The University of Connecticut’s five regional campuses are experiencing an increase in enrollment and popularity because of the quality education at an affordable price.
The economic climate has only steepened students’ resolve to attend a regional campus.
“The regional campuses are helping minimize the financial strain,” said Avery Point Director Michael Alfultis.
Also the convenience of having UConn in your backyard is attracting students. There are smaller class sizes that you would find at a private college for a public price. There is accessible support and a chance for the faculty and students to become familiar with each other. The 300 new faculty members that President Susan Herbst is adding to UConn will also be distributed to the regional campuses, which already have a more balanced student to faculty ratio.
The undergraduate classes are representations of their communities and are diverse. There are adults returning to college, students working or paying for their tuition, and strikingly “a vast number of first generation students,” said Greater Hartford Director Mike Menard.
The regional campuses have rejected the stereotype of being feeder schools and have proved themselves as a legitimate choice for students who would prefer them to Storrs or another college.
“A lot of people don’t know what we are today and its important to re-educate people about that change,” Alfultis said.
The Regional Forum was devised to help better enhance and facilitate communication from the regional campuses to Storrs.
“It’s been a great opportunity to bring things forward,” said Regional Forum Co-chair and Stamford Associate Director of Enrollment and Outreach Terry Reilly. The forum started in combination with the provost office, and has existed for ten years.
The forum is composed of the registrar and bursar’s office, student affairs, and the dean of students. There are twenty-five members on the committee. The regional forum meets twice a semester at the Greater Hartford Campus for convenience.
“For me it’s about respecting different points of view and the people at UConn are willing to do the same,” Menard said.
They invite people to present and talk about common interests or pick a theme to be discussed.
“More is accomplished when all of your colleagues are in one room,” Reilly said.
The forum also gives updates about the campuses and talks about what their goals are and whether they were met last meeting.
“We can find out about new programs and student initiatives and when we need support the forum is there,” Reilly said.
UConn is working to form bonds between its campuses “I do think that over the years the forum solidified the relationship with the regional’s colleagues at Storrs” Menard said.
The regional directors are constantly visiting Storrs or communicating with technology.
“These efforts to foster relationships are extremely useful to put together agendas and tackle challenges,” Menard said.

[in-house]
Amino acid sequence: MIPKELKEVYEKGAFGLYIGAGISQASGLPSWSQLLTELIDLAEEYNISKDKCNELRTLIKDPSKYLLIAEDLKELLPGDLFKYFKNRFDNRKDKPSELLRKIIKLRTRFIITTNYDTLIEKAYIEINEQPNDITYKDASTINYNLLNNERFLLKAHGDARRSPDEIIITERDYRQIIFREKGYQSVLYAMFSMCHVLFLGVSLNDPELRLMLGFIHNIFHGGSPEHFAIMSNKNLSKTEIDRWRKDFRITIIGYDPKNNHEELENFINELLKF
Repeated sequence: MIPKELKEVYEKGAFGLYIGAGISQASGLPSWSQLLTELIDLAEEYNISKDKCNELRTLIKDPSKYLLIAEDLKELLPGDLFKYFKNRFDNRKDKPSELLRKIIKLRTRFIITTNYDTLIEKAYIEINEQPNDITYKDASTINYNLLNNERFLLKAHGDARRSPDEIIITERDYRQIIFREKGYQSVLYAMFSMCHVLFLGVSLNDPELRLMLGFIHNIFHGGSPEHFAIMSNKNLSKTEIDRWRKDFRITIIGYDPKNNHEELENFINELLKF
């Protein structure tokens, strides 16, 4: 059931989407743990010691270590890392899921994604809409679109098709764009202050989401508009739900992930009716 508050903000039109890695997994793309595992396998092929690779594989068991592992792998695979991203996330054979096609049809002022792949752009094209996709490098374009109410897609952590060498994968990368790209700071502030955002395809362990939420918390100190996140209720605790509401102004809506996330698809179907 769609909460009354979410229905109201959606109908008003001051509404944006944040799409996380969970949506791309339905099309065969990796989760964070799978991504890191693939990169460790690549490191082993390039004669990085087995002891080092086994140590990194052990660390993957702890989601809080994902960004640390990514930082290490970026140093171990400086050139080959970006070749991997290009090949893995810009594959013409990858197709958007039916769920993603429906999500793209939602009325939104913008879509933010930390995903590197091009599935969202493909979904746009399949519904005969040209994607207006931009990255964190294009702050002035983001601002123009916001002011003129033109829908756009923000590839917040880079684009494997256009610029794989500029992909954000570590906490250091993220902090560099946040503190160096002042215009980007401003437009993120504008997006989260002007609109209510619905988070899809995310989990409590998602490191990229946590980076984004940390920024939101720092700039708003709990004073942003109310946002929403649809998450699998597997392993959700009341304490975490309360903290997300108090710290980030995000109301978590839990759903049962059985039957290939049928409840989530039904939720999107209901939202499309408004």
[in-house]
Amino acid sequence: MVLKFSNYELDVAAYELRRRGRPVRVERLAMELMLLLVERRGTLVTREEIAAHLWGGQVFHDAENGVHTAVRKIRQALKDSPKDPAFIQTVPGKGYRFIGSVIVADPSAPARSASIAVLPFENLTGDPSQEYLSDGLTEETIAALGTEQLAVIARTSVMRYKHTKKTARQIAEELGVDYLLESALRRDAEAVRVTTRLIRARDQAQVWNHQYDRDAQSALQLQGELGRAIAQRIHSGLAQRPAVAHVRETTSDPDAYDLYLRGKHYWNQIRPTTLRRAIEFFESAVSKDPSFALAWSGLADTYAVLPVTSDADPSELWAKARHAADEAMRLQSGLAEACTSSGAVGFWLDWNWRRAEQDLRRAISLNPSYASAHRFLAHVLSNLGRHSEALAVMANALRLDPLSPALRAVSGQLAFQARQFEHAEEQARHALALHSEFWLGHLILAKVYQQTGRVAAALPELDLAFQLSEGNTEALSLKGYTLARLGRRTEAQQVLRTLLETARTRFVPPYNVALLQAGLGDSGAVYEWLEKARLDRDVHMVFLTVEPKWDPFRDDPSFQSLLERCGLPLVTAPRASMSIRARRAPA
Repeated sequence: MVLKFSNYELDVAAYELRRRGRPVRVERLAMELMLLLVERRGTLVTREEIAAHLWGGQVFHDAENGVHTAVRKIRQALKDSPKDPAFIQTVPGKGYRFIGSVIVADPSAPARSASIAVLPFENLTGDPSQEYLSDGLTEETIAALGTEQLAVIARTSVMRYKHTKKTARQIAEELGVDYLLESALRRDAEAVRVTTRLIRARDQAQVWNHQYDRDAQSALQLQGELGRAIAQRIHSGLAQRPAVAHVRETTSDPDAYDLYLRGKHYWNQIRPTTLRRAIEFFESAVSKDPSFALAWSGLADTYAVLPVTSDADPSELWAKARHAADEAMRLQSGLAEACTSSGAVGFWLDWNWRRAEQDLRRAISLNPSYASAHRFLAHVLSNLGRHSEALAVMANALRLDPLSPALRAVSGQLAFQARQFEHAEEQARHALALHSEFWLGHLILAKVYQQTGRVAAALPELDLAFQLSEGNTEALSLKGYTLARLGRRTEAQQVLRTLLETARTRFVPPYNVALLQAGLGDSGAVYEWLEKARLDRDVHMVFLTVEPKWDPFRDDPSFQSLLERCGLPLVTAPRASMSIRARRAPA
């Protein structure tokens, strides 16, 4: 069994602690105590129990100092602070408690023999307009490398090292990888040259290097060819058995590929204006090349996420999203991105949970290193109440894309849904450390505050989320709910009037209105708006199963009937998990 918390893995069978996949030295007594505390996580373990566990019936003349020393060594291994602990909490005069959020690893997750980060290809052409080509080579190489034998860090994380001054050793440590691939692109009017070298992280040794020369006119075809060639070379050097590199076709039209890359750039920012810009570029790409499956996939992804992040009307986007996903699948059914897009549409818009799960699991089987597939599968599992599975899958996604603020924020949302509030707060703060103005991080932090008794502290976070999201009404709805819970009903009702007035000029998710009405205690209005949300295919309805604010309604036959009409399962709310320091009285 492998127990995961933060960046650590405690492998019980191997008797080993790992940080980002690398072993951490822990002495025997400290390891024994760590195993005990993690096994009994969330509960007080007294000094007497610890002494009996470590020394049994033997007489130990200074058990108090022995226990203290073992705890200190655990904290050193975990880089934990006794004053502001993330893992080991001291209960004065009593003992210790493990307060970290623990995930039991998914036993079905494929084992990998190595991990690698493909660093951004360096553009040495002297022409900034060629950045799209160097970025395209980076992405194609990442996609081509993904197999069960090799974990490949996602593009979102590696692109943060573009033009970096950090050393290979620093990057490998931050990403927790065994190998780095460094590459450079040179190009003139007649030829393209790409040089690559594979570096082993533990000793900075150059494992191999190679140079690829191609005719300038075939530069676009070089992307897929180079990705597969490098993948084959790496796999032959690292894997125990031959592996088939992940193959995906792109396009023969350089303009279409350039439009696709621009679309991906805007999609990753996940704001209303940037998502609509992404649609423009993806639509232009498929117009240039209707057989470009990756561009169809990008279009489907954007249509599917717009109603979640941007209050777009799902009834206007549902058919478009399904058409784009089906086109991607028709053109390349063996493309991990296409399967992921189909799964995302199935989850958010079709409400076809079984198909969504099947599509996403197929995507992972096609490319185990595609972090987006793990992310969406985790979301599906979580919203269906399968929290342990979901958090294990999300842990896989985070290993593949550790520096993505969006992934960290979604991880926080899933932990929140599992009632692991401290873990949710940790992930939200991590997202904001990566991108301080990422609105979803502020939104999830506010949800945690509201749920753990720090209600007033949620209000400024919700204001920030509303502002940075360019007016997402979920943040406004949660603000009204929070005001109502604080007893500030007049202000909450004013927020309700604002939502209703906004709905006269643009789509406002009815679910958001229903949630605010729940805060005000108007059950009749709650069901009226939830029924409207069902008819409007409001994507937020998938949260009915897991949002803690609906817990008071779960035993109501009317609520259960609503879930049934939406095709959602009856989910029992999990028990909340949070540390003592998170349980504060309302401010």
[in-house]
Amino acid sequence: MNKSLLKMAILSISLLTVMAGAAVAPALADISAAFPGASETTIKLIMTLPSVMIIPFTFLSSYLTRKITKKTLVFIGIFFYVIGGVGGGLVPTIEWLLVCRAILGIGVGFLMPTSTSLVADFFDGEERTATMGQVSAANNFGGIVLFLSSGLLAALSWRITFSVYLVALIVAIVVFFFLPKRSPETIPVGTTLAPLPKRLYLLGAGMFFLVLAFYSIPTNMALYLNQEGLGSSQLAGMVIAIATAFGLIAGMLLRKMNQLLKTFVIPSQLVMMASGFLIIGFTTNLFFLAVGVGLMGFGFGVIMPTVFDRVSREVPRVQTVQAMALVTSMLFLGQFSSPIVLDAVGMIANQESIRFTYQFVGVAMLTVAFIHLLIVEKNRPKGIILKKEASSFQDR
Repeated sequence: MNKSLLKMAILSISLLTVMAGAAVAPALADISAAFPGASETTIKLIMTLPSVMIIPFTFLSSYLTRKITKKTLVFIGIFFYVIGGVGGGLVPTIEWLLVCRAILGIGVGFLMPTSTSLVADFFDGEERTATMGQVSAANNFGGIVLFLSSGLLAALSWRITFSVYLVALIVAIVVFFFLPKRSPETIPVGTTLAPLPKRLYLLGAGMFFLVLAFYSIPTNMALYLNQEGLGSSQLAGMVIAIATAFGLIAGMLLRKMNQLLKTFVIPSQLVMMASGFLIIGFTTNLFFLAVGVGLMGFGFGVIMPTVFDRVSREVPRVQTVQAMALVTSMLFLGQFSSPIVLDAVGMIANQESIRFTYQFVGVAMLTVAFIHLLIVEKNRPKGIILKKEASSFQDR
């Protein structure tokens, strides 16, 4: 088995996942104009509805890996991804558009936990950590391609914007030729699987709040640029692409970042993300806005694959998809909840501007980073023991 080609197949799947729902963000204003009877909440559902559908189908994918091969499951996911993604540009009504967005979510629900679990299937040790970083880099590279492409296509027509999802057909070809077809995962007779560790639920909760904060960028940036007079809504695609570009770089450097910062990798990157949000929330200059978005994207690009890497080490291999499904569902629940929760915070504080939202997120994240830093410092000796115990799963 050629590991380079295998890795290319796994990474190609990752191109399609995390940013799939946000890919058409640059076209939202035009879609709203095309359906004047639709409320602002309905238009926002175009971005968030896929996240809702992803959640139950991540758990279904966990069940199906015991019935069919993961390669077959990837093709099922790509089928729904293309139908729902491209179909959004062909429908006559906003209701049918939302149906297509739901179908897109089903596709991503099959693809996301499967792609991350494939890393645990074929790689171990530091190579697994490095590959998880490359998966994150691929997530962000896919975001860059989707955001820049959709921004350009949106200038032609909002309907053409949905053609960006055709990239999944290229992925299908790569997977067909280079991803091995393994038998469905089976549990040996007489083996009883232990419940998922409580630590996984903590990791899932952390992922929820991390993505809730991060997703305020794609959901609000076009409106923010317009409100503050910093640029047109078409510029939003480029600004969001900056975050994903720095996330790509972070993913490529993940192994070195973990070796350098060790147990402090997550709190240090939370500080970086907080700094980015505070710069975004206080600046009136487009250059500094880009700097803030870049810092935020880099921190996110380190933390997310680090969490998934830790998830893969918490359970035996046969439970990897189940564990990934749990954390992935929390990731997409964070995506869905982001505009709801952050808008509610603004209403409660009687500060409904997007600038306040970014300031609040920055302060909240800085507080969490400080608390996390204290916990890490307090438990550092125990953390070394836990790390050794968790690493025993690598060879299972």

The Undergraduate Student Government and Student Affairs invited all the regional campus’s student governments up to Storrs.
“It’s only right that we are at the table in the beginning that will help with making decisions that concern us,” said student coordinator Dan O’Reilly. The inclusion is important because a majority of regional campus students are constituents that can help UConn with their initiatives.
The Greater Hartford Campus is the largest of the regional campuses. The campus serves a broad and diverse community. Its students are from various backgrounds in socioeconomic terms, religious, and ethnic.
“It’s a community that’s extraordinary in its diversity,” Menard said. Director Menard views the campus as being in a suburban location with an urban mission by being a resource in providing service to its community.
The Avery Point Campus is distinguished by its marine sciences. Avery point was formerly a United States coast guard training center that ended in the mid 60s. The stipulation in the will was that the location must be used for educational purposes and thus UConn established the Avery point campus. The location unintentionally became a portal to the ocean and an emphasis on marine sciences began.
The Waterbury Campus is located in the epicenter of the city. The campus is very engaged in outreach.
“The community looks to us for leaders” Waterbury Associate Director Angela Brightly said. Waterbury has also made strides in veteran outreach.
“We are proud to offer lots of opportunity in service learning,” Brightly said.
The Torrington Campus is in the Litchfield County area. The campus is strong in the humanities and boasts the UConn Litchfield writers project.
The regional campuses’ popularity has prompted talks of expansion with more upper division courses so students can stay as long as desired. The long-term goal of dormitories for Avery Point is also a prospect because “Our marine sciences are national caliber programs with great faculty,” Alfultis said.
The regional campuses also want to strengthen their programs, and address their infrastructure with new academic buildings.
A huge number of students are taking advantage of the regional campuses’ programs and resources.
“If you look at the diploma, it says University of Connecticut and that’s very important, it means wherever you are, you are getting a UConn education,” said UConn interim spokeswoman Stephanie Reitz.
If you are at a regional campus you may not have the dorm life. But if you are at Storrs you may not have the marine sciences of Avery Point, the urban experience of Waterbury, the hands on business experience at Stamford, the writing program at Torrington, or the School of Social Work, at Greater Hartford. The regional campuses have their own niche.
“Each of the campuses has their own particular academic mission and all of the campuses are working to achieve those missions,” said Torrington Director Barry Feldman.